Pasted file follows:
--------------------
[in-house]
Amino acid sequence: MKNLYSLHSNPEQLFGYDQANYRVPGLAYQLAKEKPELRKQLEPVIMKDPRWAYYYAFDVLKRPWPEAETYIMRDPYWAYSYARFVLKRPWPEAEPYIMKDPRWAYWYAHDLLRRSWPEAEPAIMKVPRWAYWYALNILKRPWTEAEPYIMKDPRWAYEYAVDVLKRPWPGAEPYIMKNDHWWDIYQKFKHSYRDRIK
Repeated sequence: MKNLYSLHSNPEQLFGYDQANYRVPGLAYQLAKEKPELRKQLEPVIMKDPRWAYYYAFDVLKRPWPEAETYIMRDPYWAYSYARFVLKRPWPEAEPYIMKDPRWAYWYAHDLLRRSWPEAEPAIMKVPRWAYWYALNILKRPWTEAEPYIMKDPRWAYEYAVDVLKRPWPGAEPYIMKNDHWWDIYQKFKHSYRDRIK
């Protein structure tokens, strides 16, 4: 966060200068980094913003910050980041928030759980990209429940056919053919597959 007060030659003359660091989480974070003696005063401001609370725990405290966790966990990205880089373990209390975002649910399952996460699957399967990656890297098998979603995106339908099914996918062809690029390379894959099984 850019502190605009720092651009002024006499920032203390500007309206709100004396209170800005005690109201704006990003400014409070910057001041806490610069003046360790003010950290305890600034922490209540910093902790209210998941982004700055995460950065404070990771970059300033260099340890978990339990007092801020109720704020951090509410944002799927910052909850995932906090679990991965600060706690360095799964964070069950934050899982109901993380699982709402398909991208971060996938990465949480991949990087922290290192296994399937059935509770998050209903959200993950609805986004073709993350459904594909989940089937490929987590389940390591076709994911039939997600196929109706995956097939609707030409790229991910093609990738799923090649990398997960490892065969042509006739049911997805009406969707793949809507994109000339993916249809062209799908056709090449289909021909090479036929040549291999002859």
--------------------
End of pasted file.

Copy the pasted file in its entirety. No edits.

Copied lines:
[in-house]
Amino acid sequence: MKNLYSLHSNPEQLFGYDQANYRVPGLAYQLAKEKPELRKQLEPVIMKDPRWAYYYAFDVLKRPWPEAETYIMRDPYWAYSYARFVLKRPWPEAEPYIMKDPRWAYWYAHDLLRRSWPEAEPAIMKVPRWAYWYALNILKRPWTEAEPYIMKDPRWAYEYAVDVLKRPWPGAEPYIMKNDHWWDIYQKFKHSYRDRIK
Repeated sequence: MKNLYSLHSNPEQLFGYDQANYRVPGLAYQLAKEKPELRKQLEPVIMKDPRWAYYYAFDVLKRPWPEAETYIMRDPYWAYSYARFVLKRPWPEAEPYIMKDPRWAYWYAHDLLRRSWPEAEPAIMKVPRWAYWYALNILKRPWTEAEPYIMKDPRWAYEYAVDVLKRPWPGAEPYIMKNDHWWDIYQKFKHSYRDRIK
């Protein structure tokens, strides 16, 4: 966060200068980094913003910050980041928030759980990209429940056919053919597959 007060030659003359660091989480974070003696005063401001609370725990405290966790966990990205880089373990209390975002649910399952996460699957399967990656890297098998979603995106339908099914996918062809690029390379894959099984 850019502190605009720092651009002024006499920032203390500007309206709100004396209170800005005690109201704006990003400014409070910057001041806490610069003046360790003010950290305890600034922490209540910093902790209210998941982004700055995460950065404070990771970059300033260099340890978990339990007092801020109720704020951090509410944002799927910052909850995932906090679990991965600060706690360095799964964070069950934050899982109901993380699982709402398909991208971060996938990465949480991949990087922290290192296994399937059935509770998050209903959200993950609805986004073709993350459904594909989940089937490929987590389940390591076709994911039939997600196929109706995956097939609707030409790229991910093609990738799923090649990398997960490892065969042509006739049911997805009406969707793949809507994109000339993916249809062209799908056709090449289909021909090479036929040549291999002859």